God's people of Judah are commanded to hide the refugees of Moab. In contrast to the wicked who take pleasure in turning over the fugitives to their oppressors (Obadiah 14), the righteous stand as a protective shadow to the ones who find themselves in great distress. Judah would have had sufficient reason to be bitter against Moab's citizens, but God permitted no such heart attitude in this passage. Here, He encourages His people to display the lovingkindness of the Lord.

This same heart of compassion is found in Christ's commandment to the Church.


Dearly beloved, avenge not yourselves, but rather give place unto wrath: for it is written, Vengeance is mine; I will repay, saith the Lord. Therefore if thine enemy hunger, feed him; if he thirst, give him drink: for in so doing thou shalt heap coals of fire on his head. Be not overcome of evil, but overcome evil with good (Romans 12:19-21).

Wednesday, August 17, 2016

Moab's Burden (Part V)

"Send ye the lamb to the ruler of the land from Sela to the wilderness, unto the mount of the daughter of Zion." (Isaiah 16:1)

These next few verses deal with Moab's call to submission. She is encouraged to subjugate herself to the authority of Judah. Northern Israel had been the nation which Moab served; however, with Israel taken captive by the Assyrians, Moab is now commanded to place herself under the authority of the southern kingdom.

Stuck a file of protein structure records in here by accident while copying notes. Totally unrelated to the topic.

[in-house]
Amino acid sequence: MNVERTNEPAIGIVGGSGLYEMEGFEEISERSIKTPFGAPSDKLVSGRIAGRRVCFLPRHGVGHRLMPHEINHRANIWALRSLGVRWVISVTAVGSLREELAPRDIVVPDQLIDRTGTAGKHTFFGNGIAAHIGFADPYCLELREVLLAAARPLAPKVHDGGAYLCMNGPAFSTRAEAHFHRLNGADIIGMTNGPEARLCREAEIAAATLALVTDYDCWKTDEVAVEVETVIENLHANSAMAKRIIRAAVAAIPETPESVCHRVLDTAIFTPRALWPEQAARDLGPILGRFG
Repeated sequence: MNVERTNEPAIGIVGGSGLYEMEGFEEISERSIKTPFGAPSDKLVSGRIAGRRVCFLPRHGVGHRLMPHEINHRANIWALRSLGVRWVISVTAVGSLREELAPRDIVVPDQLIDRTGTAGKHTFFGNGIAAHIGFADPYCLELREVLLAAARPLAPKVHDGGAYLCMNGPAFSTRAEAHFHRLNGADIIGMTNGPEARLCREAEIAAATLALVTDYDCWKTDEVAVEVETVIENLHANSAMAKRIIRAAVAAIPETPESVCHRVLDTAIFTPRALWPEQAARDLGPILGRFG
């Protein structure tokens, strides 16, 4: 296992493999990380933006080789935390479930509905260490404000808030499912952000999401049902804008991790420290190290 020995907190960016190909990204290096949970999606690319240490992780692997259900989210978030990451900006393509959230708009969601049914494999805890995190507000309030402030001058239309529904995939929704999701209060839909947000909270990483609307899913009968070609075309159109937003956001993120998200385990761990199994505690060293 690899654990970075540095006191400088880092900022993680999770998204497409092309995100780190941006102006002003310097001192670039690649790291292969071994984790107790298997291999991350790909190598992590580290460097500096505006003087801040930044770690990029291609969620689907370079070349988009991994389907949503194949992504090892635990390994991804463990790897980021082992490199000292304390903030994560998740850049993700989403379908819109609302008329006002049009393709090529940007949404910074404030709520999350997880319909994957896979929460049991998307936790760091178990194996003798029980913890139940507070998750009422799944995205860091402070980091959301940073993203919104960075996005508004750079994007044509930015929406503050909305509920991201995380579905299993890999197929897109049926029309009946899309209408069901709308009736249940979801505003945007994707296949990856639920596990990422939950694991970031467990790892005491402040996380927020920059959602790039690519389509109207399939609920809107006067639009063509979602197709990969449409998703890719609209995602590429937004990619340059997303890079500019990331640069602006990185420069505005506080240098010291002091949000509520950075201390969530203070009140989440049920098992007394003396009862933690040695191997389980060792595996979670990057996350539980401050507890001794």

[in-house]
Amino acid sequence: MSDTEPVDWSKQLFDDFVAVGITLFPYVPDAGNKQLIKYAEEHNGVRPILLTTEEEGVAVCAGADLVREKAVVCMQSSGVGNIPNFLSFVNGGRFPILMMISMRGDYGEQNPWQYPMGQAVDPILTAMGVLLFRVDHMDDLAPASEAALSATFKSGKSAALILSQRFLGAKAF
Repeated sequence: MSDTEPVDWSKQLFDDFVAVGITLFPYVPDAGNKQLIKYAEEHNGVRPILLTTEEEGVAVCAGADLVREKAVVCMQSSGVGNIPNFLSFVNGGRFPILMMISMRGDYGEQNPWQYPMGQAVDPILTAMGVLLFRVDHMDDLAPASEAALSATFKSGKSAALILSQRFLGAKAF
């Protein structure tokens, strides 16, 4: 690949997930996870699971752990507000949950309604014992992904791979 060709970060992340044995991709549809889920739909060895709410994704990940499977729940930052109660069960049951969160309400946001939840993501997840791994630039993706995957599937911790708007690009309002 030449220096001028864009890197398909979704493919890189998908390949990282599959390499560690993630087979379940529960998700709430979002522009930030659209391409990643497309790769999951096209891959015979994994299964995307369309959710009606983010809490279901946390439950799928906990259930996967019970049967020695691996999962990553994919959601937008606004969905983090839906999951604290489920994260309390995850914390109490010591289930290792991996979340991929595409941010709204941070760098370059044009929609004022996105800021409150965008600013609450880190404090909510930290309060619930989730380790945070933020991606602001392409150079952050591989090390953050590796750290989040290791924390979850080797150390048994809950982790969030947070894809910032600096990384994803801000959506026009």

Sela means rock or cliff. It is thought to be the same city as Petra. Sela was in the land of Edom which bordered Moab on the south. Because the enemy had invaded the entire land of Moab, the Moabites are encouraged to take their pledge of a lamb and to send it to Jerusalem via the southern route of Edom. The lamb would have been presented as a gift or sacrifice as a token of Moab's pledge to be subservient to Judah.


Even in the midst of Moab's terror, God's grace provided an opportunity for the humble to escape through obedience to His commands.

Sunday, August 14, 2016

The Burden of Moab (Part IV)

"For the waters of Nimrim shall be desolate: for the hay is withered away, the grass faileth, there is no green thing. Therefore the abundance they have gotten, and that which they have laid up, shall they carry away to the brook of the willows." 
(Isaiah 15:6-7)

The country of Moab is a plateau that rises approximately 3,000 feet above sea level. Its terrain is nearly void of any trees, but its hills are fertile and the country produced grain. After the invasion of the enemy, the fields would not be watered, and the fertile crops would vanish. Much of this destruction would likely be caused by the enemy on his march through the land.

In their flight for safety, the Moabite refugees would take what harvest they were able to carry and flee for safety. Being the natural cover found along the streams and wadis, the willows are mentioned as the place where the escapees would find themselves. The picture seems to be one of people fleeing the enemy and coming to the rivers that bordered the land in an attempt to cross over into safety (16:2).

"For the cry is gone round about the borders of Moab; the howling thereof unto Eglaim, and the howling thereof unto Beerelim. For the waters of Dimon shall be full of blood: for I will bring more upon Dimon, lions upon him that escapeth of Moab, and upon the remnant of the land." (Isaiah 15:8-9)

This Eglaim may be the same town mentioned in Ezekiel 47:10. If so, it was situated near the Dead Sea. Beerelim means well of God. It may be the same place where God gave drink to the Israelites in Numbers 21:16. Dimon is probably a poetical form of the name Dibon. This city was situated north of Arnon, and it was the capital in Isaiah's day.


King Mesha's Stele (The Moabite Stone)